Divorce means moving on to the next phase of one's life, but it can be complicated if the people involved own a home and have a mortgage. If you're getting divorced but still have a mortgage with your former partner, it’s important to know what your options are. This can make the process a little less daunting.
If you do get a divorce, here are some of your options:
Retain the original mortgage—When there’s a divorce, usually one spouse ends up moving out. However, from a legal perspective, that still leaves both parties on the mortgage. What this means is that if you’re the one who moves out, your credit score can take a hit if your former partner fails to make regular mortgage payments. As a result, this isn’t a good option.
One spouse retains the home and refinances
In this scenario, one spouse agrees to buy out the equity of the other spouse. Next, the spouse retaining the home refinances the mortgage in his or her name only. If you’re the spouse who will be retaining the house, you should have the ex-partner sign what’s known as a quitclaim deed. This means that the person will be relinquishing any claims on the property.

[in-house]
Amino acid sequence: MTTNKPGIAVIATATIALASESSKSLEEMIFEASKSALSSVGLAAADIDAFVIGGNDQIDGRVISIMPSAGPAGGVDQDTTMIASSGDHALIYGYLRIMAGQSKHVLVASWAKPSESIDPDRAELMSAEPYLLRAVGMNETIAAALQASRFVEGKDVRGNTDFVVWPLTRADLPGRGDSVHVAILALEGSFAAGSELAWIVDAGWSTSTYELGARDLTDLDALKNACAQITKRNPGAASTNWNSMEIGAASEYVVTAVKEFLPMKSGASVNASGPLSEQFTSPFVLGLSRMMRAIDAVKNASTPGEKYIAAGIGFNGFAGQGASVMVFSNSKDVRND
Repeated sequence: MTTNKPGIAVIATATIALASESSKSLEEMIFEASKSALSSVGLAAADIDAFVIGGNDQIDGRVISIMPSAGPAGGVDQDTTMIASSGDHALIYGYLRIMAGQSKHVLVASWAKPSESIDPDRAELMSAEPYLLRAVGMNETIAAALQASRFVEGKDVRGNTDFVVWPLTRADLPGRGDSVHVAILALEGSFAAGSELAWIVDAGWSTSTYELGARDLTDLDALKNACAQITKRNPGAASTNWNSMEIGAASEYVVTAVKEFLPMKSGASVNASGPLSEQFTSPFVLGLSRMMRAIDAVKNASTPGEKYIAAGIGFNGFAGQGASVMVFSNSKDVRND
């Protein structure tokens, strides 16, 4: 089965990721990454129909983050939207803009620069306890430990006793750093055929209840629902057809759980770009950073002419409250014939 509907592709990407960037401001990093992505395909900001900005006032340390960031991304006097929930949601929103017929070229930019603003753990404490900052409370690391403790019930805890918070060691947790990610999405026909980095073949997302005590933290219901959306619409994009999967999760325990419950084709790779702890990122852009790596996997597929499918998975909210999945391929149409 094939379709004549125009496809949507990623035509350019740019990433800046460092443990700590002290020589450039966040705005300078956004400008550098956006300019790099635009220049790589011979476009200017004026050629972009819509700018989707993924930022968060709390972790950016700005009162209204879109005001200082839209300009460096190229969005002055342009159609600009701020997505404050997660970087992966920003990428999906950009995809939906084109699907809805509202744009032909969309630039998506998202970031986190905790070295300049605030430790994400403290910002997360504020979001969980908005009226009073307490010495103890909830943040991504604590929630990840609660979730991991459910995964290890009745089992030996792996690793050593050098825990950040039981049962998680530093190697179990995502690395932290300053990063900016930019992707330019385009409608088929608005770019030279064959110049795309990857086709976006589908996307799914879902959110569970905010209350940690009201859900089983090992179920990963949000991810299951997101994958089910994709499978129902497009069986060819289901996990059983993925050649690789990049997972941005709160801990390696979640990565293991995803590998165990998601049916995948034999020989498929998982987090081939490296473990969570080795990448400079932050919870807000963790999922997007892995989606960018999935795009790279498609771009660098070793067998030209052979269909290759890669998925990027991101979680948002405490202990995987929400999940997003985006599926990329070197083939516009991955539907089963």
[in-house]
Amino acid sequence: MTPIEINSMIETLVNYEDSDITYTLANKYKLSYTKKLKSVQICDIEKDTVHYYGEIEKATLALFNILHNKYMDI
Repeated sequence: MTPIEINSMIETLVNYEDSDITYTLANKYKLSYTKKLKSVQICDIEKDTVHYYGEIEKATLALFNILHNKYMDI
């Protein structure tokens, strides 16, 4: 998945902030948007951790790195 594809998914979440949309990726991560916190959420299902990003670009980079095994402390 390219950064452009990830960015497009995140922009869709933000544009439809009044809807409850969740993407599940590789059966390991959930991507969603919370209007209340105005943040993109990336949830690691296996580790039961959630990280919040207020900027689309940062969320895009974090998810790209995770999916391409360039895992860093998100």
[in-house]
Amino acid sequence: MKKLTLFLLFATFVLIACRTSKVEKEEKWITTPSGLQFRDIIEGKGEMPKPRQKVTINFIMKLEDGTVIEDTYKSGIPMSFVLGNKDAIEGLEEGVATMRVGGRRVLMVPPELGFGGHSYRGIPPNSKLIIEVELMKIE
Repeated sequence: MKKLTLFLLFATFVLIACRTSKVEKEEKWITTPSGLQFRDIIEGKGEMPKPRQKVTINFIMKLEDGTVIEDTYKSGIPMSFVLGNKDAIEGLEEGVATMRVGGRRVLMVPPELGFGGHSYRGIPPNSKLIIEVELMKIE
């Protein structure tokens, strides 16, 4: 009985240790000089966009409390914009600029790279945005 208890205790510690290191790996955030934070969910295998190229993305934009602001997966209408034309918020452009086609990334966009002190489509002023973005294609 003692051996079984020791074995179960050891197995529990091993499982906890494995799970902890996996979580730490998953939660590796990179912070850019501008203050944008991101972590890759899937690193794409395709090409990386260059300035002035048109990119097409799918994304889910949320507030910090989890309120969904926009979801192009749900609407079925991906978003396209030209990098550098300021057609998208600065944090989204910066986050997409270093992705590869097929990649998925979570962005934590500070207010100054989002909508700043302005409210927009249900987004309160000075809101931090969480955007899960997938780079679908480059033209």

One spouse retains both the home and the mortgage
It’s possible that a bank will allow the person who will remain in the house to simply assume the existing mortgage without refinancing. Before doing so, the lender will want to ensure you have the financial ability to make all the payments. If you’re going this route, you will need to sign what’s called an assumption agreement and also sign a waiver of liability for your former spouse.
Sell the house
Many couples who are divorcing decide to just sell the house. In this event, there are some things to consider. First, you’ll want to keep a record of the selling price of the home. This is relevant for the divorce proceeding when assets are being divided. Second, selling early may involve a financial penalty from the lender because you’re breaking the mortgage early. Finally, if you intend to purchase a new home, you’ll want to get pre-approved by the bank for a new mortgage before you starting looking for a place.